It’s all about the cogs. All of the internal workings. These digital tools that I use must be considered, and employed from the inside out. Like building a table, though you see less of them, it’s most important that the legs are built correctly. The surface can be changed or embellished, but bad legs make for wobbly tables.
As someone who is usually preoccupied with how an object in a game or video will ultimately look, having to worry more about the bones and the core construction can sometimes suck. That is, it sucks time away from simply focusing on the external aesthetics.
I have heard or read many pieces of advice for artists. There are those who say that you should dedicate yourself completely to one aspect, one field, one avenue of study. If you would like to work on costume design, you shouldn’t distract yourself with the technicalities of animation. If you want to work on illustration, you shouldn’t delve into sculpting.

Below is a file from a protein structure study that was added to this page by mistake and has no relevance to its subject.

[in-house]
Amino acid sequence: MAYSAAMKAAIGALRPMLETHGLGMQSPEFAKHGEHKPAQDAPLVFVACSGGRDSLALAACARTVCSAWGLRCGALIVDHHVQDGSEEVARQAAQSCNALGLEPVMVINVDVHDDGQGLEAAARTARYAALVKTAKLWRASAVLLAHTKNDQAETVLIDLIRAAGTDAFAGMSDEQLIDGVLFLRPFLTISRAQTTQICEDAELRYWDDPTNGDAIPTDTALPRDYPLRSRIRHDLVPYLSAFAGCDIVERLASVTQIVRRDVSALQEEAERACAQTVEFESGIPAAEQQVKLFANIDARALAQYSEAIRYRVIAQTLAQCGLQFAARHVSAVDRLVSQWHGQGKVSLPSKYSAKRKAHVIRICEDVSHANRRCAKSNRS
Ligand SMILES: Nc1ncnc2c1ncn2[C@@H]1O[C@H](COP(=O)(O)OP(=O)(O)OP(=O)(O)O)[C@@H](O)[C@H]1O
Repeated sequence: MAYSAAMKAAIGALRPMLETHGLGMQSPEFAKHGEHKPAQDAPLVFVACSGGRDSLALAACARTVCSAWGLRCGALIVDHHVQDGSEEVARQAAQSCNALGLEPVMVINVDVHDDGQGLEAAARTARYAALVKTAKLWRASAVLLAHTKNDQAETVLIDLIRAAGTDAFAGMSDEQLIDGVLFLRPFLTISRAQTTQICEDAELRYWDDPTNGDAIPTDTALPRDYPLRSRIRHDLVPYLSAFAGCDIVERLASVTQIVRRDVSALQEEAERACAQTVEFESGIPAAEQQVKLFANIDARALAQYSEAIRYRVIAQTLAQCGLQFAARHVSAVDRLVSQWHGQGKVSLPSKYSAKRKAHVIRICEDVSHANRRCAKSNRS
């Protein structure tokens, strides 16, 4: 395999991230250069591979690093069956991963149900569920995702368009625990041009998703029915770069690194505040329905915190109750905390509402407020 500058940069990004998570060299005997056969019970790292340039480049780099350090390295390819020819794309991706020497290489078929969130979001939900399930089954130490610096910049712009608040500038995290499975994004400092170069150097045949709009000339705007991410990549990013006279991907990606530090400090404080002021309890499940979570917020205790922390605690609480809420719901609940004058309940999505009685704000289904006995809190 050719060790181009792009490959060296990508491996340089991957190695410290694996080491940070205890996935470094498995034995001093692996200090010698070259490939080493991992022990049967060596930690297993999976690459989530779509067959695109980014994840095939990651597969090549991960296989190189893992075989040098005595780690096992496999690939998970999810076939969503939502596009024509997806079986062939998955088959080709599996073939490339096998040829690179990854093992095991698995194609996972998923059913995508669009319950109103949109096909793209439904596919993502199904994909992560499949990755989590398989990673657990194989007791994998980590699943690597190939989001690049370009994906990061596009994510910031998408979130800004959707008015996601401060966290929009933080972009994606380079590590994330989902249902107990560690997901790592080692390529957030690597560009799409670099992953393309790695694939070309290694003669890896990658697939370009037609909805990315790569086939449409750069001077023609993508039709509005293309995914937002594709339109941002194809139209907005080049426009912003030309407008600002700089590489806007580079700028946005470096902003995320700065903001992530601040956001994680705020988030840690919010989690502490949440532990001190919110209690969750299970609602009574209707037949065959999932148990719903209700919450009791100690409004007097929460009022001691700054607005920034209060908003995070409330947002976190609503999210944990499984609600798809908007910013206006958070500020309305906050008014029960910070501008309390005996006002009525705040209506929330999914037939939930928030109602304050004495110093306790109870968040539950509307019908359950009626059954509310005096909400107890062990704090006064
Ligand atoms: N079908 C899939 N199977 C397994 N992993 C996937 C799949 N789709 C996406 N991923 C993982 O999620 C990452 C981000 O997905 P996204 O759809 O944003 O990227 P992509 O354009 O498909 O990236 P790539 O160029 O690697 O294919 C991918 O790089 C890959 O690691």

When I receive digital objects or assets, as sometimes happens, created by folks who mainly focused on the external aesthetics, I see a lot of wobbly tables. An awful lot. These are items that obstinately defy improvement or modification. They often won’t even suit whatever purpose they were created for. Similar to a car built with the gas pedal nestled safely under the hood, but with an otherwise spotless interior.
Game assets are deviously complex matryoshka dolls of digital information. Texture maps, normal maps, shaders, geometry, collision volumes, skin weights, skeletons, animations, local space, world space, and the reactive and interactive code that drives the whole shambling mess. Without at least a cursory understanding of each of these layers, that beautiful facade will have no place to hang.
Start small, start simple, but don’t only focus on presentation. Work from the inside out. Work on the cogs. Well built cogs can wear many faces.